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Sex After Pregnancy (Vaginal & CS)

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Kunle Emmanuel
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Sex After Pregnancy (Vaginal & CS)

Unread post by Kunle Emmanuel » Tue Mar 06, 2018 7:28 pm

Sex After Pregnancy (Vaginal & CS)
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Normally after childbirth, sex is the last thing on a new mom’s mind. It is however very important to understand what to expect and how to renew intimacy with your partner.
Truth is, sex most times is not discussed, but rather assumed! Sex after pregnancy happens, it’s only a matter of time. Following child birth honestly the whole vaginal axis and environ are sore and most women are exhausted. These are expected.

The big question after delivery is, how soon can a woman have sex?

The general fact is, whether you gave birth vaginally or by C-section, your body will need time to heal. Recovery from childbirth has to be complete in body mind and spirit.

Generally, we advise women to consider waiting to have sex until they receive a clean bill from their health care provider. Most time there is a range, often four to six weeks after childbirth. However, please note that women recover differently from child birth, so women might recover very quickly, while others may take time to recover.

The waiting period allows time for the cervix to close, postpartum bleeding to stop, and any tears or repaired lacerations to heal. A clean surgical wound from either vaginal or CS delivery heals fast.
So, pretty much, the timeline for return to sex is strictly individualized. Some women feel ready to resume sex within a few weeks of giving birth, while others need a few months — or even longer. Factors such as fatigue, stress and fear of pain all can take a toll on your sex drive.

The next common question is, will it hurt?

Normally following delivery, hormonal changes might leave your vagina dry and tender (pain to touch), especially if you're breast-feeding. Please note, you might experience some pain during sex if you're healing from an episiotomy or perineal tears, especially extensive tears.

And by extension if you had CS, you will be more prone to pain compared to someone that delivered vaginally. It is very important to allow your wound to heal fully.

To help ease any discomfort during sex, take it slow.
You must go at baby pace. No rough riding, no acrobatics. Try and start with cuddling, kissing or massage. These combo work like magic. Try it. Gradually build the intensity of stimulation and if vaginal dryness is a problem, use a lubricating cream or gel. Also try different comfy positions to take pressure off any sore areas and control penetration.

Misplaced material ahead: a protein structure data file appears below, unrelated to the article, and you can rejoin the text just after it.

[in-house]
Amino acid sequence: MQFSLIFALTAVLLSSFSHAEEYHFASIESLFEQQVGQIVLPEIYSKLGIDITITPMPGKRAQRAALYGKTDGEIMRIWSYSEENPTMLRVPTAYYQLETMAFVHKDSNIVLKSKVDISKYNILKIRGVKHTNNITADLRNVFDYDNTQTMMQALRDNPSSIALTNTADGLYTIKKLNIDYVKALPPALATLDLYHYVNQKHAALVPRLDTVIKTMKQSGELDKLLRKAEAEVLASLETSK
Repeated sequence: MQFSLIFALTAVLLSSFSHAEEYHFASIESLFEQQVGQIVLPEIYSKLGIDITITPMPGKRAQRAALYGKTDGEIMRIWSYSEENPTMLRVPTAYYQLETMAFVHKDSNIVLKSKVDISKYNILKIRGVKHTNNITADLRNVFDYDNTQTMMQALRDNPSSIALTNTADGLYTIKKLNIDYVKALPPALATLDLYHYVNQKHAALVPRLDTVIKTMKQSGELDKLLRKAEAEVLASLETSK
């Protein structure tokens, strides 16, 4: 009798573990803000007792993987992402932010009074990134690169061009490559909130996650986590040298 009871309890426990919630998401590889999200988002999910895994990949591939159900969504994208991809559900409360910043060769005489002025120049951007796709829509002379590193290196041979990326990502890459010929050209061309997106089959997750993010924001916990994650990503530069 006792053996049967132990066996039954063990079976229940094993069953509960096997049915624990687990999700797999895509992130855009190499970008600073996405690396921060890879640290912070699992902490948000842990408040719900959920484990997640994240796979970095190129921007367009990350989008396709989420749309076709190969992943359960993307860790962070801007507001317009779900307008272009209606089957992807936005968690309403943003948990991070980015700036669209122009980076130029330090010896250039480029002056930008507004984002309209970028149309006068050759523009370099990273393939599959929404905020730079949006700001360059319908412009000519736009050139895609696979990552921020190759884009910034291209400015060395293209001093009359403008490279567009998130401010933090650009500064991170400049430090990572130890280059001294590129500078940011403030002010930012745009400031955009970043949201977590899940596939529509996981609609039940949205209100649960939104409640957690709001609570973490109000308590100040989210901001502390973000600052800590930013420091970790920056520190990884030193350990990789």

Be in charge, not your partner. You might/can/should, also discuss alternatives to vaginal intercourse, such as oral or manual stimulation, until healing is complete. Tell your partner what feels good — and what doesn't. THIS IS VERY IMPORTANT!

You might/ can also take pain-relieving steps beforehand, such as emptying your bladder, taking a warm bath or taking an over-the-counter pain reliever. If you experience burning afterward, apply ice wrapped in a small towel to the area. This works like magic!
It's also important to focus on the moment. Keep your mind on yourself and your partner — not the diapers, laundry and other household chores. Women are well known for multi-tasking, even in the heat of the moment!

If after all the above mentioned tips, sex continues to be painful, consult your health care provider about possible treatment options.

The next common question is; will it feel different?
Normally after childbirth, decreased muscle tone in the vagina might reduce pleasurable friction during sex, this can influence arousal, but the good news is, this is usually temporary.

To tone your pelvic floor muscles, try Kegel exercises.

• Simply tighten your pelvic muscles as if you're stopping your stream of urine.
• Work up to keeping the muscles contracted for 10 seconds at a time, relaxing for 10 seconds between contractions.
• Once you've got the hang of it, do at least three sets of about 10 Kegel exercises a day.

Chudi Ufondu. MBBS, MPH, CPH

Reference
Mayo Clinics
Source: Facebook group askthe gynecologist


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